While I was thinking about this last night I had imagined that one of the questions in the list was, ‘What is your purpose in blogging?’. That question isn’t actually on the list. I probably confused myself because I have been observing Jim Belshaw go through the process of reviewing what he is seeking to achieve through blogging.
Jim takes blogging a lot more seriously than I do, but it would not do any harm for me to review my purpose in blogging. When people have asked me this question in the past my answer has been that I am interested in issues related to liberty and happiness. I read a lot of material related to those issues; I write about the things I read because that helps to focus my mind; and I publish what I write on my blog because my views might be of interest to some other people. After I explained this to a friend he said something to the effect that I must have to have a fairly big ego to think that other people might be interested in my views. I agreed.
However, I don’t think the purpose of my blogging has a great deal to do with my ego. While I am interested to see how many people are visiting my blog and what they are reading, I do my best not to unduly influenced. I would get some satisfaction from having a more popular blog, but I keep telling myself that the main purpose of the blog is to help me to straighten out my own ideas.
I know a good interviewer would not be satisfied with the answers I have given so far. She would probably ask: So, why are you concerned about issues related to liberty and happiness?
My concern arises because I think our liberty is increasingly under threat from people who want us to be happy.
Around 250 years ago, Adam Smith wrote:
‘Every man is, no doubt, by nature, first and principally recommended to his own care; and as he is fitter to take care of himself than of any other person, it is fit and right that it should be so’ (‘The Theory of Moral Sentiments’, p 82).
At the time Smith wrote that, the idea that everyone is fitter to take care of himself or herself than any other person was becoming widely accepted. Such thinking was influential in the recognition of ‘pursuit of happiness’ as a right of individual citizens in the drafting of the U.S. Declaration of Independence. Doubts were expressed by some people even at that time about how successful individuals might actually be in pursuing their own happiness, but few would have suggested that it might be ‘fit and right’ that governments should assume responsibility for caring for us all.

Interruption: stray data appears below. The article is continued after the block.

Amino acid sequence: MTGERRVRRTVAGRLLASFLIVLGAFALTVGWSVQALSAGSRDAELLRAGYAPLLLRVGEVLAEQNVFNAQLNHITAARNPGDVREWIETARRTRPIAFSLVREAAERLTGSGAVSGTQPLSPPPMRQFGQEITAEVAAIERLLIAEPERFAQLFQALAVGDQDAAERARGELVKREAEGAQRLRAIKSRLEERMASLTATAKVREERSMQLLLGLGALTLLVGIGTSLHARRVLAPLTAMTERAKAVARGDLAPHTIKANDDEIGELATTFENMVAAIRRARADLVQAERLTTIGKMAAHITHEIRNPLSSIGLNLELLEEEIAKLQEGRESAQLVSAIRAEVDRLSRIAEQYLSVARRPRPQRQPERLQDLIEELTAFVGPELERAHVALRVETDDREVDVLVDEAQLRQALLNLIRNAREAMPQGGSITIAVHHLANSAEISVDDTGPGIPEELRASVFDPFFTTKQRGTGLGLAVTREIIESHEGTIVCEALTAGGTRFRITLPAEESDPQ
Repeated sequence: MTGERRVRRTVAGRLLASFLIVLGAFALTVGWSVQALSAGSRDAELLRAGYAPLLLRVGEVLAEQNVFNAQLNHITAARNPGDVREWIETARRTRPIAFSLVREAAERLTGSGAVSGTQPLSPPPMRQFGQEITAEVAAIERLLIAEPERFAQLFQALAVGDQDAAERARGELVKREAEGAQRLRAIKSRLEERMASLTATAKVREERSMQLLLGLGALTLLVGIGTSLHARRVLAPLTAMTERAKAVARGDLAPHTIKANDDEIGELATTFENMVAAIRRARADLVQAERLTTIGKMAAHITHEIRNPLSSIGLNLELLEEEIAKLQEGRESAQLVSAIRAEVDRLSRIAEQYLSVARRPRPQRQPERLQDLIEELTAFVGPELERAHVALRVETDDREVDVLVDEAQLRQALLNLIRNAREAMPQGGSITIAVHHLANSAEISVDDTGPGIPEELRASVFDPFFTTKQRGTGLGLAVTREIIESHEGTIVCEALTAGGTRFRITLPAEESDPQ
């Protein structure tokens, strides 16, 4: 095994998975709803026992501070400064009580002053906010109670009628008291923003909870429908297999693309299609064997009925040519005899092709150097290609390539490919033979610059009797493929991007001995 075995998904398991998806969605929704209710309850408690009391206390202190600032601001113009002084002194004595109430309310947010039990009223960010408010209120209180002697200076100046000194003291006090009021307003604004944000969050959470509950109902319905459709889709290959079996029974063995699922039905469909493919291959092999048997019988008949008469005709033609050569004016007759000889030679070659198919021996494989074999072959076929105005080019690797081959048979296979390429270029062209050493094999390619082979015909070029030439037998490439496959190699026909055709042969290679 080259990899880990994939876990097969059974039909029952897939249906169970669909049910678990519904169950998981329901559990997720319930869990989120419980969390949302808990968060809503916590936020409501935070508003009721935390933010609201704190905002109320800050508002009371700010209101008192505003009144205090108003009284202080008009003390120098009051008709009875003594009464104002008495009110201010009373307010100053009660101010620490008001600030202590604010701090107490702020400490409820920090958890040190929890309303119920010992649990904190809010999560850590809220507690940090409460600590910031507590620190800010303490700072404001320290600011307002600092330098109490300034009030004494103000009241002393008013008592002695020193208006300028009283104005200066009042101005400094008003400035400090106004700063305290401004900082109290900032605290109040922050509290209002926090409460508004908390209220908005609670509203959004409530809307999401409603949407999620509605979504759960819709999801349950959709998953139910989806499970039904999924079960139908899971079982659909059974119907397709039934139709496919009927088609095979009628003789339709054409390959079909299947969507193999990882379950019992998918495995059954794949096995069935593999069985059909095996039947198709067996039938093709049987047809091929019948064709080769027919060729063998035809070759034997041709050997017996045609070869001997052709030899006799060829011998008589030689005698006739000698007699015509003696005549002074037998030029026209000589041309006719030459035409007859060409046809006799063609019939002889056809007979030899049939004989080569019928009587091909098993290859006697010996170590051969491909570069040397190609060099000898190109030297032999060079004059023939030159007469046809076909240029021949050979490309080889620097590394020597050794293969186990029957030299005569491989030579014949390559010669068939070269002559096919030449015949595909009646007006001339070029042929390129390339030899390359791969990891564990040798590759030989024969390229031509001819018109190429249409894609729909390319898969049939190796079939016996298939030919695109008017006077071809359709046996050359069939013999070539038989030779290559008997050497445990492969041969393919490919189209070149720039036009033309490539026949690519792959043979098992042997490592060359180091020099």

Over the period since then, happiness has become a government objective. Our political leaders may not use those specific words -they are more inclined to state their objectives in terms of well-being and welfare rather than happiness - but the meaning is the same. In addition to concerns about health, education, care for the elderly etc, governments are increasingly being urged to take account of the findings of happiness research and behavioural economics to develop policies that will make people happier.
Does this mean that we are heading toward some kind of brave new world where individual freedom will be totally sacrificed in the interests of making people feel happier? I’m not sure. When people debate public policy issues it is natural to consider how the well-being of particular groups and the broader community might be affected. The problem is that in attempting to solve immediate problems for particular groups I think we have tended to overlook the longer term implications of reducing the responsibility of individuals to care for themselves. It is worth thinking long and hard about the implications of growth of government for the personal development of individuals as well as for norms of behaviour that are fundamental to peace and prosperity.
So, why don’t you write a book about this?
That is a good question. As my thoughts become clearer, the idea of writing a book about the links between liberty and individual flourishing becomes more appealing.